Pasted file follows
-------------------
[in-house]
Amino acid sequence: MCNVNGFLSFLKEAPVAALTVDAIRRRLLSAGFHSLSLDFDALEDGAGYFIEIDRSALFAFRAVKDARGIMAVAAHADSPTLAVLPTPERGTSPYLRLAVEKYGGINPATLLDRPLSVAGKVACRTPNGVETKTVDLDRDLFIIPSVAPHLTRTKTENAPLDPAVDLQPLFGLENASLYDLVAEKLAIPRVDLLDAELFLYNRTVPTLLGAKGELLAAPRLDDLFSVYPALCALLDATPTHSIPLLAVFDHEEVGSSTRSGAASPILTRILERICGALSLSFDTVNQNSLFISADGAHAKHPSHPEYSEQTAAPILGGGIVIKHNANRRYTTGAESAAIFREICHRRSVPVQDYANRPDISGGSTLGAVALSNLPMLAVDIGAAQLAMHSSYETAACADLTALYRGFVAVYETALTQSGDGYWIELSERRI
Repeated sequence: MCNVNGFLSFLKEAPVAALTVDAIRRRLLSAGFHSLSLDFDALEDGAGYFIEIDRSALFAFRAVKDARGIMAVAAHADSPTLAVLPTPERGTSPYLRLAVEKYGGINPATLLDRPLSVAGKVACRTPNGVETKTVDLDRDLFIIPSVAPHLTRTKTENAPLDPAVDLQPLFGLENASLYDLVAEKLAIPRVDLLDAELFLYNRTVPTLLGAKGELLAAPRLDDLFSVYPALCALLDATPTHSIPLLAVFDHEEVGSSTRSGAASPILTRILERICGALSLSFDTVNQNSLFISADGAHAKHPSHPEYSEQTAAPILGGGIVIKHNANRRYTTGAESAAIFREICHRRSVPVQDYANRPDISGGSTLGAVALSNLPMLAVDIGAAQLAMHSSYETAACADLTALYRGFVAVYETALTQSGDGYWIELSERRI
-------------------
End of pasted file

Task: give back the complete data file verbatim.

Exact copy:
[in-house]
Amino acid sequence: MCNVNGFLSFLKEAPVAALTVDAIRRRLLSAGFHSLSLDFDALEDGAGYFIEIDRSALFAFRAVKDARGIMAVAAHADSPTLAVLPTPERGTSPYLRLAVEKYGGINPATLLDRPLSVAGKVACRTPNGVETKTVDLDRDLFIIPSVAPHLTRTKTENAPLDPAVDLQPLFGLENASLYDLVAEKLAIPRVDLLDAELFLYNRTVPTLLGAKGELLAAPRLDDLFSVYPALCALLDATPTHSIPLLAVFDHEEVGSSTRSGAASPILTRILERICGALSLSFDTVNQNSLFISADGAHAKHPSHPEYSEQTAAPILGGGIVIKHNANRRYTTGAESAAIFREICHRRSVPVQDYANRPDISGGSTLGAVALSNLPMLAVDIGAAQLAMHSSYETAACADLTALYRGFVAVYETALTQSGDGYWIELSERRI
Repeated sequence: MCNVNGFLSFLKEAPVAALTVDAIRRRLLSAGFHSLSLDFDALEDGAGYFIEIDRSALFAFRAVKDARGIMAVAAHADSPTLAVLPTPERGTSPYLRLAVEKYGGINPATLLDRPLSVAGKVACRTPNGVETKTVDLDRDLFIIPSVAPHLTRTKTENAPLDPAVDLQPLFGLENASLYDLVAEKLAIPRVDLLDAELFLYNRTVPTLLGAKGELLAAPRLDDLFSVYPALCALLDATPTHSIPLLAVFDHEEVGSSTRSGAASPILTRILERICGALSLSFDTVNQNSLFISADGAHAKHPSHPEYSEQTAAPILGGGIVIKHNANRRYTTGAESAAIFREICHRRSVPVQDYANRPDISGGSTLGAVALSNLPMLAVDIGAAQLAMHSSYETAACADLTALYRGFVAVYETALTQSGDGYWIELSERRI